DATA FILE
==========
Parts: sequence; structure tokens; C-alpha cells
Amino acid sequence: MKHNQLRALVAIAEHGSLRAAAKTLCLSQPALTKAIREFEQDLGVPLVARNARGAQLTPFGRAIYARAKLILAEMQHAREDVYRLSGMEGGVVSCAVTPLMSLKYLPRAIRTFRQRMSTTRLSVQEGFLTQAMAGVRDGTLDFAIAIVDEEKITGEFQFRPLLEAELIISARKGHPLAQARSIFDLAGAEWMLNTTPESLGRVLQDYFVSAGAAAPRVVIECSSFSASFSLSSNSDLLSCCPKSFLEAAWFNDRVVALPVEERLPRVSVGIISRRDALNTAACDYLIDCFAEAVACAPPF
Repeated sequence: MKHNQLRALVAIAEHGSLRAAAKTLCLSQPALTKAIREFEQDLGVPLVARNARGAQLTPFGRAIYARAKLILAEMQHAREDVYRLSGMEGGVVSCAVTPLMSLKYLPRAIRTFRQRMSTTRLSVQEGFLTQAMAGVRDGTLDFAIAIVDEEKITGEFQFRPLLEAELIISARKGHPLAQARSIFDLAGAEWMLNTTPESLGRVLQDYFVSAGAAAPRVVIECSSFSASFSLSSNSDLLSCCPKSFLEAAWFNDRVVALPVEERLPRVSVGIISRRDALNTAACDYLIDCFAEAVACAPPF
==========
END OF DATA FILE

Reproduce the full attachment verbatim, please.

Parts: sequence; structure tokens; C-alpha cells
Amino acid sequence: MKHNQLRALVAIAEHGSLRAAAKTLCLSQPALTKAIREFEQDLGVPLVARNARGAQLTPFGRAIYARAKLILAEMQHAREDVYRLSGMEGGVVSCAVTPLMSLKYLPRAIRTFRQRMSTTRLSVQEGFLTQAMAGVRDGTLDFAIAIVDEEKITGEFQFRPLLEAELIISARKGHPLAQARSIFDLAGAEWMLNTTPESLGRVLQDYFVSAGAAAPRVVIECSSFSASFSLSSNSDLLSCCPKSFLEAAWFNDRVVALPVEERLPRVSVGIISRRDALNTAACDYLIDCFAEAVACAPPF
Repeated sequence: MKHNQLRALVAIAEHGSLRAAAKTLCLSQPALTKAIREFEQDLGVPLVARNARGAQLTPFGRAIYARAKLILAEMQHAREDVYRLSGMEGGVVSCAVTPLMSLKYLPRAIRTFRQRMSTTRLSVQEGFLTQAMAGVRDGTLDFAIAIVDEEKITGEFQFRPLLEAELIISARKGHPLAQARSIFDLAGAEWMLNTTPESLGRVLQDYFVSAGAAAPRVVIECSSFSASFSLSSNSDLLSCCPKSFLEAAWFNDRVVALPVEERLPRVSVGIISRRDALNTAACDYLIDCFAEAVACAPPF